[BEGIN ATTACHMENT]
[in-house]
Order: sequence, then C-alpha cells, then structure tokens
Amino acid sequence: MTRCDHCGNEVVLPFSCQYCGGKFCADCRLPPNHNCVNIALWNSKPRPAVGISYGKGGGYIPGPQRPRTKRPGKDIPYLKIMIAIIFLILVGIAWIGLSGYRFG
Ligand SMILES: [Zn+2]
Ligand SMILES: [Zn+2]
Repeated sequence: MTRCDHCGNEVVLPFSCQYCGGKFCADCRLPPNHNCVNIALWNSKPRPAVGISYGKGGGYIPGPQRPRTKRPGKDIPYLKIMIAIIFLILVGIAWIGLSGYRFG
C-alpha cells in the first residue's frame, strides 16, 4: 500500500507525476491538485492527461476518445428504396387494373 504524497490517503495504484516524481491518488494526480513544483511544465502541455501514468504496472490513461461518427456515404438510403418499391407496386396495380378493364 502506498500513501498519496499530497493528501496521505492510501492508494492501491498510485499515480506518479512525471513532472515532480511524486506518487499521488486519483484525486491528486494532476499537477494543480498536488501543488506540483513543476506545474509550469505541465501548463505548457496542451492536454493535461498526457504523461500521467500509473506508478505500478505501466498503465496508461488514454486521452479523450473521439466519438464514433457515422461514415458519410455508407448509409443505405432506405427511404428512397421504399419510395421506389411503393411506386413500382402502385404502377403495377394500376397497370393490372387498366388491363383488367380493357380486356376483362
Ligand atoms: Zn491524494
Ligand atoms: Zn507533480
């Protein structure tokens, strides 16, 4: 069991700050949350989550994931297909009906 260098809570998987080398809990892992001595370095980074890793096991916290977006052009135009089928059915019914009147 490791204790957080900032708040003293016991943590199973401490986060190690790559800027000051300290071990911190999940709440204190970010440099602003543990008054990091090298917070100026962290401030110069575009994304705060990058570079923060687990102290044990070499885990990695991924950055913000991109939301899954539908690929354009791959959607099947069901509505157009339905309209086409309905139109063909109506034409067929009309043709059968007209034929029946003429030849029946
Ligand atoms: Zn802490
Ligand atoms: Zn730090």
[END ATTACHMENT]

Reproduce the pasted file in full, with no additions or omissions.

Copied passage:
[in-house]
Order: sequence, then C-alpha cells, then structure tokens
Amino acid sequence: MTRCDHCGNEVVLPFSCQYCGGKFCADCRLPPNHNCVNIALWNSKPRPAVGISYGKGGGYIPGPQRPRTKRPGKDIPYLKIMIAIIFLILVGIAWIGLSGYRFG
Ligand SMILES: [Zn+2]
Ligand SMILES: [Zn+2]
Repeated sequence: MTRCDHCGNEVVLPFSCQYCGGKFCADCRLPPNHNCVNIALWNSKPRPAVGISYGKGGGYIPGPQRPRTKRPGKDIPYLKIMIAIIFLILVGIAWIGLSGYRFG
C-alpha cells in the first residue's frame, strides 16, 4: 500500500507525476491538485492527461476518445428504396387494373 504524497490517503495504484516524481491518488494526480513544483511544465502541455501514468504496472490513461461518427456515404438510403418499391407496386396495380378493364 502506498500513501498519496499530497493528501496521505492510501492508494492501491498510485499515480506518479512525471513532472515532480511524486506518487499521488486519483484525486491528486494532476499537477494543480498536488501543488506540483513543476506545474509550469505541465501548463505548457496542451492536454493535461498526457504523461500521467500509473506508478505500478505501466498503465496508461488514454486521452479523450473521439466519438464514433457515422461514415458519410455508407448509409443505405432506405427511404428512397421504399419510395421506389411503393411506386413500382402502385404502377403495377394500376397497370393490372387498366388491363383488367380493357380486356376483362
Ligand atoms: Zn491524494
Ligand atoms: Zn507533480
């Protein structure tokens, strides 16, 4: 069991700050949350989550994931297909009906 260098809570998987080398809990892992001595370095980074890793096991916290977006052009135009089928059915019914009147 490791204790957080900032708040003293016991943590199973401490986060190690790559800027000051300290071990911190999940709440204190970010440099602003543990008054990091090298917070100026962290401030110069575009994304705060990058570079923060687990102290044990070499885990990695991924950055913000991109939301899954539908690929354009791959959607099947069901509505157009339905309209086409309905139109063909109506034409067929009309043709059968007209034929029946003429030849029946
Ligand atoms: Zn802490
Ligand atoms: Zn730090």